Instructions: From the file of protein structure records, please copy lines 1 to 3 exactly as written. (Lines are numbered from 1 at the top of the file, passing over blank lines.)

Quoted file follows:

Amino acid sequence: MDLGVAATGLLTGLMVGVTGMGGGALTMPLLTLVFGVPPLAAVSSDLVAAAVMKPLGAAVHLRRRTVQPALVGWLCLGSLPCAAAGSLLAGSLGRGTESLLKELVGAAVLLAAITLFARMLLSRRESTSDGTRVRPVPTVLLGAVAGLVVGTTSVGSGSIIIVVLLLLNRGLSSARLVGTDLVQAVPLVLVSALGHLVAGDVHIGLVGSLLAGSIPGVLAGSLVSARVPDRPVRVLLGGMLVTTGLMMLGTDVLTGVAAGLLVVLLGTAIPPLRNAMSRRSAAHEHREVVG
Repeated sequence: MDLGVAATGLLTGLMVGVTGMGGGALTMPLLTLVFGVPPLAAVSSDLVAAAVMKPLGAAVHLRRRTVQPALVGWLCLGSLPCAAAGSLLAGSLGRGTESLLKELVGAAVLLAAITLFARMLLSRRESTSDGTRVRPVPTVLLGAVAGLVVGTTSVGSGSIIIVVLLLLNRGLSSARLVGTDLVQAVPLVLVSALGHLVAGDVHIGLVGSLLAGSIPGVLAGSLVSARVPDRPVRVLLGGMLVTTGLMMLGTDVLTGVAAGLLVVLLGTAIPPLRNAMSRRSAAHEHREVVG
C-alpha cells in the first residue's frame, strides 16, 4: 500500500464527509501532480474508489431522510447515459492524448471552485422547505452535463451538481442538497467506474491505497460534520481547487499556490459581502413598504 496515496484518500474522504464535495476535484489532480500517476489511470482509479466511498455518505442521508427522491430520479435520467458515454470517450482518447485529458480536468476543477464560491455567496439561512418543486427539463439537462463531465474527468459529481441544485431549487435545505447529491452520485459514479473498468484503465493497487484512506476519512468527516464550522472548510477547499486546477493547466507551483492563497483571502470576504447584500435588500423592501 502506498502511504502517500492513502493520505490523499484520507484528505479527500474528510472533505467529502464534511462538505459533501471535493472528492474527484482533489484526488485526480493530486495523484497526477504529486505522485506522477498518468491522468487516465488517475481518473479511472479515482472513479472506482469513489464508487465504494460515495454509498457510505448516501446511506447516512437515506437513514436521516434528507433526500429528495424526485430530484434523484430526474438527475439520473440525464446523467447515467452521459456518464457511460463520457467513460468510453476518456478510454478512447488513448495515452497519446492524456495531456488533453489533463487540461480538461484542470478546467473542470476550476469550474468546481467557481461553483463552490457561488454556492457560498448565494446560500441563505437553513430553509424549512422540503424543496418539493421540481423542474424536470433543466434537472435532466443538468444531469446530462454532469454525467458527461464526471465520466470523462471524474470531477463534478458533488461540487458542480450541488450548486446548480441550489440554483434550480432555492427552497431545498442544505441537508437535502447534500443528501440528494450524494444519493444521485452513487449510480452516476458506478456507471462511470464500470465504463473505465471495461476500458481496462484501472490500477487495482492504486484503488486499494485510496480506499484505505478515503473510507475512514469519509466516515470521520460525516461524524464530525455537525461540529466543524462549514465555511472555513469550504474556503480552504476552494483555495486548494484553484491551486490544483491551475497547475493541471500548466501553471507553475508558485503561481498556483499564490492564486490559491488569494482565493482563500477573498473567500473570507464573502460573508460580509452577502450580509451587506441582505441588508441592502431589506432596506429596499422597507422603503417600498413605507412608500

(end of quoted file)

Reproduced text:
Amino acid sequence: MDLGVAATGLLTGLMVGVTGMGGGALTMPLLTLVFGVPPLAAVSSDLVAAAVMKPLGAAVHLRRRTVQPALVGWLCLGSLPCAAAGSLLAGSLGRGTESLLKELVGAAVLLAAITLFARMLLSRRESTSDGTRVRPVPTVLLGAVAGLVVGTTSVGSGSIIIVVLLLLNRGLSSARLVGTDLVQAVPLVLVSALGHLVAGDVHIGLVGSLLAGSIPGVLAGSLVSARVPDRPVRVLLGGMLVTTGLMMLGTDVLTGVAAGLLVVLLGTAIPPLRNAMSRRSAAHEHREVVG
Repeated sequence: MDLGVAATGLLTGLMVGVTGMGGGALTMPLLTLVFGVPPLAAVSSDLVAAAVMKPLGAAVHLRRRTVQPALVGWLCLGSLPCAAAGSLLAGSLGRGTESLLKELVGAAVLLAAITLFARMLLSRRESTSDGTRVRPVPTVLLGAVAGLVVGTTSVGSGSIIIVVLLLLNRGLSSARLVGTDLVQAVPLVLVSALGHLVAGDVHIGLVGSLLAGSIPGVLAGSLVSARVPDRPVRVLLGGMLVTTGLMMLGTDVLTGVAAGLLVVLLGTAIPPLRNAMSRRSAAHEHREVVG
C-alpha cells in the first residue's frame, strides 16, 4: 500500500464527509501532480474508489431522510447515459492524448471552485422547505452535463451538481442538497467506474491505497460534520481547487499556490459581502413598504 496515496484518500474522504464535495476535484489532480500517476489511470482509479466511498455518505442521508427522491430520479435520467458515454470517450482518447485529458480536468476543477464560491455567496439561512418543486427539463439537462463531465474527468459529481441544485431549487435545505447529491452520485459514479473498468484503465493497487484512506476519512468527516464550522472548510477547499486546477493547466507551483492563497483571502470576504447584500435588500423592501 502506498502511504502517500492513502493520505490523499484520507484528505479527500474528510472533505467529502464534511462538505459533501471535493472528492474527484482533489484526488485526480493530486495523484497526477504529486505522485506522477498518468491522468487516465488517475481518473479511472479515482472513479472506482469513489464508487465504494460515495454509498457510505448516501446511506447516512437515506437513514436521516434528507433526500429528495424526485430530484434523484430526474438527475439520473440525464446523467447515467452521459456518464457511460463520457467513460468510453476518456478510454478512447488513448495515452497519446492524456495531456488533453489533463487540461480538461484542470478546467473542470476550476469550474468546481467557481461553483463552490457561488454556492457560498448565494446560500441563505437553513430553509424549512422540503424543496418539493421540481423542474424536470433543466434537472435532466443538468444531469446530462454532469454525467458527461464526471465520466470523462471524474470531477463534478458533488461540487458542480450541488450548486446548480441550489440554483434550480432555492427552497431545498442544505441537508437535502447534500443528501440528494450524494444519493444521485452513487449510480452516476458506478456507471462511470464500470465504463473505465471495461476500458481496462484501472490500477487495482492504486484503488486499494485510496480506499484505505478515503473510507475512514469519509466516515470521520460525516461524524464530525455537525461540529466543524462549514465555511472555513469550504474556503480552504476552494483555495486548494484553484491551486490544483491551475497547475493541471500548466501553471507553475508558485503561481498556483499564490492564486490559491488569494482565493482563500477573498473567500473570507464573502460573508460580509452577502450580509451587506441582505441588508441592502431589506432596506429596499422597507422603503417600498413605507412608500